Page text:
From: Dick Fischer (firstname.lastname@example.org)
Date: Wed Sep 24 2003 - 12:27:11 EDT
>Let me take another direction to get to the same issue (I think). Suppose,
>Keith, that you and I were with the women who went to annoint Jesus' body
>that Sunday morning. Or, that we were with the men in the "upper room" when
>Jesus appeared and showed himself to Thomas. To the best of my knowledge,
>Keith, you believe as I do, that these stories are substantively true--the
>women went to the right place and Jesus was gone, the men did come to their
>senses and recognized Jesus actually standing in their midst.
>If we'd been there and experienced these things with them, would we with
>our present understanding of "science" conclude that we had seen a miracle?
I think we can draw a line of distinction between intelligent design and
miracles in the Bible. Five features stand out that appear to be common in
Bible miracles, there may be more.
1. They were announced.
2. They were done in front of witnesses.
3. Each was performed openly.
4. Each was performed for a specific purpose.
5. They had a 100% success rate.
By contrast, nothing is said in Scripture about life processes being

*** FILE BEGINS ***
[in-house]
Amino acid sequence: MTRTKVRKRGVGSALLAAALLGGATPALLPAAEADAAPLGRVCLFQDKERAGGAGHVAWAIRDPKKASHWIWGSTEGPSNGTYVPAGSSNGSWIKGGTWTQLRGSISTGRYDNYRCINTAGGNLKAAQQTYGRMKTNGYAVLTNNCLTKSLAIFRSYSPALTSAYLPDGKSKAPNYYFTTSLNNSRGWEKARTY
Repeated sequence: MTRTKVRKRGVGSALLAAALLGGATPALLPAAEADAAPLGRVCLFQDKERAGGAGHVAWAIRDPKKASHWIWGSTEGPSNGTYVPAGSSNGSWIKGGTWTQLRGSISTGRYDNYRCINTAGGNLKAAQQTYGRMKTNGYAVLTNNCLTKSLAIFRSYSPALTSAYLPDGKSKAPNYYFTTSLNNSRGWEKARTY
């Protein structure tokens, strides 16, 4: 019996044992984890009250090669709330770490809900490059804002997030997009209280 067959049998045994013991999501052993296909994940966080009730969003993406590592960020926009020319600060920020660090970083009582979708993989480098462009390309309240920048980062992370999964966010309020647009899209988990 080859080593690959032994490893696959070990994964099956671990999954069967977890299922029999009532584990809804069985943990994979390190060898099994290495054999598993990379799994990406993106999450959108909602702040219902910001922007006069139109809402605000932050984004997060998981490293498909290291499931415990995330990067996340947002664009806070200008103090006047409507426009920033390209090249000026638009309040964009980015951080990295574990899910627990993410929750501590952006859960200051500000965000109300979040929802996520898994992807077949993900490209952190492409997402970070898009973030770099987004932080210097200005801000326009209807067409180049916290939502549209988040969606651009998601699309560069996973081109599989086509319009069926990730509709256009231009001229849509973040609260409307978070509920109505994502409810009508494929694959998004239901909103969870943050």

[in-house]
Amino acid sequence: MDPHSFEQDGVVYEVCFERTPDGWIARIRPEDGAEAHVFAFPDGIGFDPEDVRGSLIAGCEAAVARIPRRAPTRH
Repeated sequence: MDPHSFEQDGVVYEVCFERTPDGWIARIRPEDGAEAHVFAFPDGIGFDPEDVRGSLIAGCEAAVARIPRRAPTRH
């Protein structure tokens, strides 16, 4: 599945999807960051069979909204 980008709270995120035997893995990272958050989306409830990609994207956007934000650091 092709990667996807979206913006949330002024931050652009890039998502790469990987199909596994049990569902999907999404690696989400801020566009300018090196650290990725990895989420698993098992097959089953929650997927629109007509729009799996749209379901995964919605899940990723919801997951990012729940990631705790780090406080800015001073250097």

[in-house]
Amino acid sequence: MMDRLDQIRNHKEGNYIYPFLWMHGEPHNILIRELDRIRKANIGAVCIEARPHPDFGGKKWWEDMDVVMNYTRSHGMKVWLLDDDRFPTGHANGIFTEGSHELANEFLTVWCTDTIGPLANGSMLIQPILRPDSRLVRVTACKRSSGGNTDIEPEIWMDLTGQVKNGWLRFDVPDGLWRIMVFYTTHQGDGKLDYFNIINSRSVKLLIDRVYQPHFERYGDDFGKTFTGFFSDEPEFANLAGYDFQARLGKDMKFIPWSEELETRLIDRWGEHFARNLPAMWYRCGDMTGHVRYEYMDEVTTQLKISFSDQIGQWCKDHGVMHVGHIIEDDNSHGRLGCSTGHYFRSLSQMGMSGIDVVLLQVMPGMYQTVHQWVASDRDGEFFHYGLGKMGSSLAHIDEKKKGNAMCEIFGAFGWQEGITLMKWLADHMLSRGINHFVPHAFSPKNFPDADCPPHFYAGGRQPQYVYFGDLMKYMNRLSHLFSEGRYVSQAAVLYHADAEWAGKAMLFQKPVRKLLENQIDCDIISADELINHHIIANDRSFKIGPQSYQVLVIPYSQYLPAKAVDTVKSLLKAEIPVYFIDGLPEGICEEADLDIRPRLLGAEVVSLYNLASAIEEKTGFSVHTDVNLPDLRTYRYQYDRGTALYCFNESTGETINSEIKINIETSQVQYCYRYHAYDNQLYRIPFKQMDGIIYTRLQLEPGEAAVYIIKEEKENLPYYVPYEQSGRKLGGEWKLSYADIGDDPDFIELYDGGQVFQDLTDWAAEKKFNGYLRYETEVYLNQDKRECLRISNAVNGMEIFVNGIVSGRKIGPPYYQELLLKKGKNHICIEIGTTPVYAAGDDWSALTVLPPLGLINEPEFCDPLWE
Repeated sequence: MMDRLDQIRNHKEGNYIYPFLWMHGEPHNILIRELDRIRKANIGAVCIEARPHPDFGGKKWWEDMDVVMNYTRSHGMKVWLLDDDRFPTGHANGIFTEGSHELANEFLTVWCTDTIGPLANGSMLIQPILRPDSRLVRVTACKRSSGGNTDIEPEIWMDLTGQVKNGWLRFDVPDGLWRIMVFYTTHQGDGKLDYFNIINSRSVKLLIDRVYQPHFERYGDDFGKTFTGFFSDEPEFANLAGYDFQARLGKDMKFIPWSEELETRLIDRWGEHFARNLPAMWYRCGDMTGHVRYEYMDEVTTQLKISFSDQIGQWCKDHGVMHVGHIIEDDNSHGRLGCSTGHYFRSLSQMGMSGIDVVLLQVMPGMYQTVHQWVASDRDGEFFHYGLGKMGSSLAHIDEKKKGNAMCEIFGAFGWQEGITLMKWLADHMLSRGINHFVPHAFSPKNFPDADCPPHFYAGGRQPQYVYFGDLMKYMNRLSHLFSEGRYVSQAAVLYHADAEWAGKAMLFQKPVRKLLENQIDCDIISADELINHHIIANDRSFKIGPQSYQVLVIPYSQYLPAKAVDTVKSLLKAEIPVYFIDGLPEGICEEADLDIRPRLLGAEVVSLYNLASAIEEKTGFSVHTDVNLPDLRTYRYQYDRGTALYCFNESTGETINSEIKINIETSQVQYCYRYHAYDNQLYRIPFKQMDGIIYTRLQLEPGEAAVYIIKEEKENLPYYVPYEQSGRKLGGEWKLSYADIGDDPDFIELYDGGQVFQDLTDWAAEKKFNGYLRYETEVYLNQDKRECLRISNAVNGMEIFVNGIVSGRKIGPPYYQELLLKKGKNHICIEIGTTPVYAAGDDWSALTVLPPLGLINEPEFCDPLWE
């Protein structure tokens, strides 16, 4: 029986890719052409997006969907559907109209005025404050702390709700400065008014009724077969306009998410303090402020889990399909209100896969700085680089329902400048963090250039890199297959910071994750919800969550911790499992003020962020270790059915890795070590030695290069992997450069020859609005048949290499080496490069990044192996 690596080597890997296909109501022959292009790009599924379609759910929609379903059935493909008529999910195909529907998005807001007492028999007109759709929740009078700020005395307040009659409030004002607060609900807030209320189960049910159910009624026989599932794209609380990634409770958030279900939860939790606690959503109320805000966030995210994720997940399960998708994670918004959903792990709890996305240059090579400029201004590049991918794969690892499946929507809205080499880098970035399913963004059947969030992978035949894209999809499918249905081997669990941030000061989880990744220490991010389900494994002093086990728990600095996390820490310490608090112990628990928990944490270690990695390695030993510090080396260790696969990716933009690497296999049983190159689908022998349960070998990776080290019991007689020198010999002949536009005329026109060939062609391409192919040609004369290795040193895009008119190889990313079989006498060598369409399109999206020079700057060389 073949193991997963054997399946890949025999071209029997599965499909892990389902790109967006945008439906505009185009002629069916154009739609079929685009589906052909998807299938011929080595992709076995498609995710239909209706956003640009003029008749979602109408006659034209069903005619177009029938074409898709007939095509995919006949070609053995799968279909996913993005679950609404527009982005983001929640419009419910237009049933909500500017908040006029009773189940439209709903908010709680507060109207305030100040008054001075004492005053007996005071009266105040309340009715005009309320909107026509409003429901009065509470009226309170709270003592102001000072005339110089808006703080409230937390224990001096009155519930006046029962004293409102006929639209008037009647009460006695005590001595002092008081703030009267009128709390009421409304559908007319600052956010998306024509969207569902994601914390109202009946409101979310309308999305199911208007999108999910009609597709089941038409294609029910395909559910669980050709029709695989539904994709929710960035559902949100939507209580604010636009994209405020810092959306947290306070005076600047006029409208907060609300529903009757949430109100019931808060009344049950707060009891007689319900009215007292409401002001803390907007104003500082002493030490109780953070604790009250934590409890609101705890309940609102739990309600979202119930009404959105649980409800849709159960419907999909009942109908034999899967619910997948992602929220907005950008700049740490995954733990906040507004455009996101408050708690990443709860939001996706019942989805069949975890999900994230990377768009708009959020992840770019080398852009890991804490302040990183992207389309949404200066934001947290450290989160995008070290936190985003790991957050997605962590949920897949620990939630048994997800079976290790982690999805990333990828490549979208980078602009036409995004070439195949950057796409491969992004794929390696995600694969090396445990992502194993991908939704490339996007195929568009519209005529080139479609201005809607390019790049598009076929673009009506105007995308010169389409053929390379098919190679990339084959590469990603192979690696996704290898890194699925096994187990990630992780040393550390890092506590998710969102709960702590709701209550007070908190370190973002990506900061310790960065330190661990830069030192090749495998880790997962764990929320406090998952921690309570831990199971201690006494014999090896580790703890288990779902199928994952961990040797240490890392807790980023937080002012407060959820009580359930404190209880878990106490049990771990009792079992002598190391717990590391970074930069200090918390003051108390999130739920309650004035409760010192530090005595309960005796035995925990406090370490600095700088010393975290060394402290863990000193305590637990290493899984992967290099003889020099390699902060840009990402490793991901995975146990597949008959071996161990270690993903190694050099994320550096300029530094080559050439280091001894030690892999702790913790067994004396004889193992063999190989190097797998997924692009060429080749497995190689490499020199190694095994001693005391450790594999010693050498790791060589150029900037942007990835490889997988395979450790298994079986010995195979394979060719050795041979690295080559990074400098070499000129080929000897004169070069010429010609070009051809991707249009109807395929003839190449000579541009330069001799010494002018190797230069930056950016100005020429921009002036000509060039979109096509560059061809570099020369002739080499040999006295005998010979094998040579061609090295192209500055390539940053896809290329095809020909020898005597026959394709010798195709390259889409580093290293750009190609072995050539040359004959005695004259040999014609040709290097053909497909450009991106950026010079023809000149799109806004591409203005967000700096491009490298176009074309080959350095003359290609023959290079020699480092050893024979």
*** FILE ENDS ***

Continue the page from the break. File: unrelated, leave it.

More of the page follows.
subject to sporadic, miraculous interventions. There are no eye
witnesses. ID mandates countless divine interventions done in
secret. Humans (to name just one species) suffer from over 3,000 genetic
disorders resulting from genetic imperfections. If God was dabbling
directly in DNA, why all the mistakes?
So I don't think Bible miracles offer justification for positing that God
just does miracles all over the place, and that we have license to offer up
miracles as explanations whenever we can't figure out a path of natural
causation. There appear to be rules for Bible miracles. Although, being
God, He can do whatever He wants.
Dick Fischer - Genesis Proclaimed Association
Finding Harmony in Bible, Science, and History
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